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Losar Tashi Delek!
The Tibetan and Himalayan Religions Unit welcomes proposals for panel sessions, individual papers, and roundtables in all areas of the study of Tibetan and Himalayan Religions. The presidential theme for 2021 proposed by AAR President, Marla Frederick, is Religion, Poverty and Inequality: Contemplating Our Collective Futures. By which President Frederick asks, “How does the study of religion open new avenues for the analysis of poverty and growing inequalities? What do sacred texts say about the condition of the world’s poor as well as the status and responsibility of its wealthy? How do such scripts inform our understanding of social protests? Given that religious texts, practices and ethical debates can function both to encourage individuals and/or governments in redressing social inequality and to justify a stance of ignoring it, how might we as scholars of religion better communicate the role of religion in shaping the public sphere?” We hope you will keep this theme in mind when crafting your 2021 Call for Proposals. Proposals do not need to relate to this theme but the AAR will be particularly interested in panels that address it. Scroll to the bottom of this email to contact unit members who have panel proposals in the works.
We will send another announcement when the call for proposals opens. Proposals will be due: March 1, 2021 5pm EST.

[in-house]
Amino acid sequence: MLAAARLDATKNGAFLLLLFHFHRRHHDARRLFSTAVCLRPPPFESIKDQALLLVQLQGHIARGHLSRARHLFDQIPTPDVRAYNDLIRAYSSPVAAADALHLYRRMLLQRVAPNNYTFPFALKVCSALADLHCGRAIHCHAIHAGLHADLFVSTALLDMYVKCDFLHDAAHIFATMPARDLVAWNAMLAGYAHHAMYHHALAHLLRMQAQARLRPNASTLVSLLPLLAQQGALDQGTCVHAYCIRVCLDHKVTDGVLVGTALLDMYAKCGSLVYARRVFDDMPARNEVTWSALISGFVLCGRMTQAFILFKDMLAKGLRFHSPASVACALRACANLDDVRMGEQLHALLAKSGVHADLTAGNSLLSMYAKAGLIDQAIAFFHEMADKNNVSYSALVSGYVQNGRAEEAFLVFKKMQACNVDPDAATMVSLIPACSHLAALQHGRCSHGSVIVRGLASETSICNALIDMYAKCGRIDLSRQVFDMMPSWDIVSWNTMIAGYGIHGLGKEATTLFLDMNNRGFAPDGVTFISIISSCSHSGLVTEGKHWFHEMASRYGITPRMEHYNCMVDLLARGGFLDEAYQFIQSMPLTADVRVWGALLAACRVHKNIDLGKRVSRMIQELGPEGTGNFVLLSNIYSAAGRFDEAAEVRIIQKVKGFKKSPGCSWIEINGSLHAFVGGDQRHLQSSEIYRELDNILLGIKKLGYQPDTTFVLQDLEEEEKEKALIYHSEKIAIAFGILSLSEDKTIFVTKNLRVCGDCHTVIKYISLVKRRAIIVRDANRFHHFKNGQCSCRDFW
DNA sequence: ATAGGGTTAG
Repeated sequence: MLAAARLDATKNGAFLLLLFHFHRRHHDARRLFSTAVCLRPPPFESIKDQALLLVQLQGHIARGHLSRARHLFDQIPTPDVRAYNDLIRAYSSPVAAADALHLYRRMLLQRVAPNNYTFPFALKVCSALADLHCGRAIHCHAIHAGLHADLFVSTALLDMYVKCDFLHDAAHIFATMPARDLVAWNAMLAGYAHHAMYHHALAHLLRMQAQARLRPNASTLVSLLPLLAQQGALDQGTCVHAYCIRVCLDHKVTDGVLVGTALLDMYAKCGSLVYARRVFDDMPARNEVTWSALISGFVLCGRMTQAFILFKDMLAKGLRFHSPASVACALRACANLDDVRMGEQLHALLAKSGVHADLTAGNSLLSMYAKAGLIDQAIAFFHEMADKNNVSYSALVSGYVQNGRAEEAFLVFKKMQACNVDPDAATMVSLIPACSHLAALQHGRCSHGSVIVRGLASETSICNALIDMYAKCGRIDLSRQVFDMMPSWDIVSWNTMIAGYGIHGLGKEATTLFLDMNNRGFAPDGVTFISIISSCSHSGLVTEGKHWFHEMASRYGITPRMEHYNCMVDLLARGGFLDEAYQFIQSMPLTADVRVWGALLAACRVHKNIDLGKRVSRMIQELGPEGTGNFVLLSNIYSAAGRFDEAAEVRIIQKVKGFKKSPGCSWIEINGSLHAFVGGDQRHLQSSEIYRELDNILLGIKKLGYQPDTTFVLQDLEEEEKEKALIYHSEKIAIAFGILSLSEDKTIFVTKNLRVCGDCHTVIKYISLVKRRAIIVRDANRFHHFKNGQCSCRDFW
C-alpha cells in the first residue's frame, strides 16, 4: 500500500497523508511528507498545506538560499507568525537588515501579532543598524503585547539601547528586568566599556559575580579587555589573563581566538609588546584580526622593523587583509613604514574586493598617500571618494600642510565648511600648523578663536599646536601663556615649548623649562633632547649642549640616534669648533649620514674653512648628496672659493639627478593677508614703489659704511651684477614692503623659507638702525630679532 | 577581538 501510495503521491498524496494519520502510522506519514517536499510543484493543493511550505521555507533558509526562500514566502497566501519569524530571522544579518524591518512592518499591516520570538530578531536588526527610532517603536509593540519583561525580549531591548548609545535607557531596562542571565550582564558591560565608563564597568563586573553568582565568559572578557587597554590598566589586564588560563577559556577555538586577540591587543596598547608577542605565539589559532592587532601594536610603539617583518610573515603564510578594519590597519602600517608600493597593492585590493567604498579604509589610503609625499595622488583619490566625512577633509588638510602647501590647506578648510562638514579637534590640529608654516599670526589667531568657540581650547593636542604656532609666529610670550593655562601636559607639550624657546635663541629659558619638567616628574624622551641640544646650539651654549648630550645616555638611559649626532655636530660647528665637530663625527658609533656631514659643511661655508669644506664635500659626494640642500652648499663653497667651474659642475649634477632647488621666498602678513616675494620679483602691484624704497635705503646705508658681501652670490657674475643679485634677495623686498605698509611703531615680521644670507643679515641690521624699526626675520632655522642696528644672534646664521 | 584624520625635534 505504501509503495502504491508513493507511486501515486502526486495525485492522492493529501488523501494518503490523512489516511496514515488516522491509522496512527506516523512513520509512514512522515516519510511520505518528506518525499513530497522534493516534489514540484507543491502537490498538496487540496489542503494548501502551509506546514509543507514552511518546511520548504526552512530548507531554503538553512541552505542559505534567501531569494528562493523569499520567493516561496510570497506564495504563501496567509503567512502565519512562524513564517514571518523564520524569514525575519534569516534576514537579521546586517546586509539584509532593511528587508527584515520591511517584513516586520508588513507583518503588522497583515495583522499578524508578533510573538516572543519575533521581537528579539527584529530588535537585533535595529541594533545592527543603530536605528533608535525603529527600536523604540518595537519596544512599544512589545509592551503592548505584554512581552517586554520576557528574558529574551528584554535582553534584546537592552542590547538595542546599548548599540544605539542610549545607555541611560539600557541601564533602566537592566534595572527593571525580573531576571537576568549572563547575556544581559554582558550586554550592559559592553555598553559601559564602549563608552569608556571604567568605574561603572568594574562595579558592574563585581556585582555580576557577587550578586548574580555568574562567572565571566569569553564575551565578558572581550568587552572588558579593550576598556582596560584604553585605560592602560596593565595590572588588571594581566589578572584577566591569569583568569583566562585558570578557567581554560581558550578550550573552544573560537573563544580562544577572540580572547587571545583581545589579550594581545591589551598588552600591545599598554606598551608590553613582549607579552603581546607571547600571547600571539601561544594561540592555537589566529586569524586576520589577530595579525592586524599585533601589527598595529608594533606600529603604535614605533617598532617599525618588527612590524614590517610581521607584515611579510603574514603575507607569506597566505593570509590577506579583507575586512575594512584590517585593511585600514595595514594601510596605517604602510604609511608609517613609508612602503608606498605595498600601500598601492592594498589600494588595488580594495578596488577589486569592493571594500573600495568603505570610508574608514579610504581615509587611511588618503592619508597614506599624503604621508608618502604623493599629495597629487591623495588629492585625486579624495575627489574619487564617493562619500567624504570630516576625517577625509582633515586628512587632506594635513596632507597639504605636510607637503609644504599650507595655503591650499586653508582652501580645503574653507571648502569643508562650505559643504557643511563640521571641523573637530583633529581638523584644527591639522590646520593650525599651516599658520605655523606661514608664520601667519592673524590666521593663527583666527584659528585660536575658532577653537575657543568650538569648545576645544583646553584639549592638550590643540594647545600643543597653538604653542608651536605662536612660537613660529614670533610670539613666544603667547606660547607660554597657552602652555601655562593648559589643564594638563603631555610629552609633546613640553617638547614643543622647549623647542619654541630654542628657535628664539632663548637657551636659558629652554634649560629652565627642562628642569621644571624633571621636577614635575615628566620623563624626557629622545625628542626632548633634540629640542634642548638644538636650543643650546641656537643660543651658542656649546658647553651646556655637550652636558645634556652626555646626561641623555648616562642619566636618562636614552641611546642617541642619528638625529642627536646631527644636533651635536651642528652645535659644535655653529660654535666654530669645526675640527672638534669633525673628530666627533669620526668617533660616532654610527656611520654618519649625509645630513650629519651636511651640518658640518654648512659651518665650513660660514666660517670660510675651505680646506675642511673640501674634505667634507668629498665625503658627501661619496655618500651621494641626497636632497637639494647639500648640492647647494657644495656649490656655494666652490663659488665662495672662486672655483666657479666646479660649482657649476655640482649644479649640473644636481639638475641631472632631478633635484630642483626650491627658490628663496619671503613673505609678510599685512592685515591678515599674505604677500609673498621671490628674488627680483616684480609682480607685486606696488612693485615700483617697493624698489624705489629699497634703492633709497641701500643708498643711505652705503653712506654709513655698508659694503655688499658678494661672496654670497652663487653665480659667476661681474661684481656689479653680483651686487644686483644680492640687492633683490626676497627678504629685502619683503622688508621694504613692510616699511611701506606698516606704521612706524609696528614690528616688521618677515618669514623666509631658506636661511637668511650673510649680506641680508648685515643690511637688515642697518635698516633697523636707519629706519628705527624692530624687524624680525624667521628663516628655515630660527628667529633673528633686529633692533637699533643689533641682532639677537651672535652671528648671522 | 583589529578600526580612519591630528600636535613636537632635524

A reminder that the AAR and the Khyentse Foundation have teamed up to offer a new travel grant to support under-represented members of the Tibetan and Himalayan Studies global guild to participate in the AAR annual meeting. Papers must be accepted first before the application for this travel grant opens. Please see details below and encourage colleagues to submit papers/roundtable/panel proposals to the AAR annual meeting in San Antonio.

Session Allotment Information

The Tibetan and Himalayan Religions Unit has a Tier 2 session allotment for the five-year term (2019-2023). For 2021, this means that we have two 2-hour sessions and one two-hour session for co-sponsorship. As you plan, please keep this information in mind and consider submitting your individual paper in addition to its inclusion in a fully formed panel, that is if you would like your individual paper to be included for a possible “grab-bag new research” session formed out of individual submissions.

AAR Tibetan and Himalayan Religions Program Unit Annual Meeting Travel Grant

With funding provided by the Khyentse Foundation, the American Academy of Religion will award travel grants to support the participation of native Himalayan or Tibetan scholars at the 2021 Annual Meetings. This travel grant program encourages inclusivity for scholars from the religiously and ethnically diverse wider geographic region of Inner Asia, Himalayas, and Tibet. The members of the AAR Tibetan and Himalayan Religions Unit steering committee will select the grant winners.

To be eligible to apply, applicants must be accepted to participate on a panel or session at the AAR Annual Meeting. The application for the travel grant will open AFTER notification of acceptance to the annual meeting.

Proposed Panels
Below are themes that have already been proposed by unit members (if you are interested in contributing to a panel on one of these topics, please contact the organizer directly):